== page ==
In the spirit of full disclosure, I sometimes choose to only read a series-author’s books if there IS a series, and if it is (mostly) DONE. In the spirit of Inigo Montoya, “I hate waiting.” And I also like more of a good thing. With no waiting.

Having finished book 3 of the Glamourist histories, I feel challenged to say why I gave 5 stars to Books 1 & 3, but only 3 stars to book 2. I also feel that it is important for me to acknowledge that while my “stars” tend to be entirely emotional, given upon immediately finishing, when I choose to write reviews, they are after…at least a few moments of reflection. Today, over an hour! (sadly if I wait too long they do not get finished)

Technically, all three books feel similar, but books 1 & 3 have 2 specific things that book 2 does not. (Sorry readers – I apologize openly for the numbers).

First, I am loathe to say it, but I think that perhaps…perhaps it is because in Without a Summer, we once again experience our beloved Jane as the inadvertent protagonist-as-antagonist. Our dear, flawed Jane makes a mess of things. And again, as in book 1, her sister bears the brunt of Jane’s fallibilities. Jane’s messes lend a huge amount of valid suspense and are allowed to resolve in a way that keeps me, as a reader, in love with her as fallible and forgivable.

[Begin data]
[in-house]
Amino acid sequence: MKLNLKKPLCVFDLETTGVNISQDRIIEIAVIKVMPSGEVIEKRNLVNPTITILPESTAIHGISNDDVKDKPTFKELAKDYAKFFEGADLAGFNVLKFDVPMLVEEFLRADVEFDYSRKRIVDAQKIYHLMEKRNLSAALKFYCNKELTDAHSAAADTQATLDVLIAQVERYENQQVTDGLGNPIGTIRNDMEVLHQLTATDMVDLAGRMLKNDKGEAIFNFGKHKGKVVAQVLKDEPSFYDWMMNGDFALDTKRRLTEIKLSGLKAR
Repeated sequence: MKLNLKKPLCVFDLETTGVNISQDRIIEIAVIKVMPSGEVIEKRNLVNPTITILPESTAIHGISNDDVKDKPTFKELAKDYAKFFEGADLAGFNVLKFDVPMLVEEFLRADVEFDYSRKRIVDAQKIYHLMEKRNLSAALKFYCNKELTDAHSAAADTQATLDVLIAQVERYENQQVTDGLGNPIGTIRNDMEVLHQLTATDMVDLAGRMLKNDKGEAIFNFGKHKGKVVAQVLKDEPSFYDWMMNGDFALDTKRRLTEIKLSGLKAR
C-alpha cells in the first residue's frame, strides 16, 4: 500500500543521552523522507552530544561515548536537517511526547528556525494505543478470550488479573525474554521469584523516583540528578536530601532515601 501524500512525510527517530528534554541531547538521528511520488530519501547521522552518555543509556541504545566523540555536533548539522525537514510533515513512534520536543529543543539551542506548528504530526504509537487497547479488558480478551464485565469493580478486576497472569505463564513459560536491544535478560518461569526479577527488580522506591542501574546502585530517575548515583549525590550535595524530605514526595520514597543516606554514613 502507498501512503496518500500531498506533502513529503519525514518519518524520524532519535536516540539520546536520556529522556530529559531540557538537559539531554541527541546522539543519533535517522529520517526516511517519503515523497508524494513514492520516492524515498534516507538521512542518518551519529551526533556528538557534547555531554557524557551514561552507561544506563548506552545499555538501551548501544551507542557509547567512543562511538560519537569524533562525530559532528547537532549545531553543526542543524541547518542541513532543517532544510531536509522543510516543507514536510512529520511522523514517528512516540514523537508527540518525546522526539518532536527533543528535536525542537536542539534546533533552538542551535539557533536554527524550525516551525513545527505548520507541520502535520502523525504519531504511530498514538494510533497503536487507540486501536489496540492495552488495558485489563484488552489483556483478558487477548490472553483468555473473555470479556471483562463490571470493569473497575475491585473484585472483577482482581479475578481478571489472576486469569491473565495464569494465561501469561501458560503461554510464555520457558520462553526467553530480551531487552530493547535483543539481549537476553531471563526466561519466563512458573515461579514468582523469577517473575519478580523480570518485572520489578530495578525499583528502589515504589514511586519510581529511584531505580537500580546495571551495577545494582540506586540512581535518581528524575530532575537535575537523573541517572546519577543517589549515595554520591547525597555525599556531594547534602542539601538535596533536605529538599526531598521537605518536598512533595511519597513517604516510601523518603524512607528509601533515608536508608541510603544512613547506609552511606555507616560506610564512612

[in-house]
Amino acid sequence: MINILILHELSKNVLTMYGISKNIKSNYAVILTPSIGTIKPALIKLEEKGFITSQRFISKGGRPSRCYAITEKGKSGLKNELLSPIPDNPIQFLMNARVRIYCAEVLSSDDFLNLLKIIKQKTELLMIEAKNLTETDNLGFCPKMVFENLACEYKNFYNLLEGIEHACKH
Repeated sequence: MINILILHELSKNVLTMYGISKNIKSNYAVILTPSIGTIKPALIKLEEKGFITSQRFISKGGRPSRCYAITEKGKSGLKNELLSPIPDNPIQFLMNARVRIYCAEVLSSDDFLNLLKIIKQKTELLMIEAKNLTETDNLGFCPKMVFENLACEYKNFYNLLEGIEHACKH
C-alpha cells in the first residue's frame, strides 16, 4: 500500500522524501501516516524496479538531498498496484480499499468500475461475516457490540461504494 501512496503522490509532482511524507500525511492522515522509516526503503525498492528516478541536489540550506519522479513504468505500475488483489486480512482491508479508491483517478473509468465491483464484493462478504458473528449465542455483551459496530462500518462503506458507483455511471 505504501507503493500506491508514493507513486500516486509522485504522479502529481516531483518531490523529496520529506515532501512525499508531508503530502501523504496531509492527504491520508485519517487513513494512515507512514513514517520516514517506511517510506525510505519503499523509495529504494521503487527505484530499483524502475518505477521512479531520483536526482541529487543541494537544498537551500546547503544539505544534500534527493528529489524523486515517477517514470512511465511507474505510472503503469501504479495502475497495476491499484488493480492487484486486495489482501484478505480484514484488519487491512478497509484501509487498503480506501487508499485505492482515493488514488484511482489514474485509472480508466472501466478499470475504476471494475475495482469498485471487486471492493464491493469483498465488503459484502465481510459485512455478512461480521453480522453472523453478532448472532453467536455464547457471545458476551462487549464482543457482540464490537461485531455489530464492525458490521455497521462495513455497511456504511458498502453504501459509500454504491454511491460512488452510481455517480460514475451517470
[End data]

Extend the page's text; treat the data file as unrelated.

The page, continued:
Second, as in book 1, book 3 has a single, actual antagonist. Someone evil, in the background, creating a bad situation for Jane and those around her. A really good bad guy makes a book truly great.

Book 2 was good, and enjoyable, but didn’t have the punch-in-the-guts that comes from foiling a villain. The reader isn’t carried along on the rising tide of Jane’s tendency to make matters worse before they get better. That is replaced with a main course of heroism and a side dish of tragedy.

I feel privileged to have accompanied Jane through book 2, but book 3 is a happy return to what I enjoyed about book 1, while book 2 lacked the direct action…and mistakes…that are uniquely “Jane.”

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Shades of Milk and Honey, by Mary Robinette Kowal

Shades of Milk and Honey, by Mary Robinette Kowal
Shades of Milk and Honey, by Mary Robinette Kowal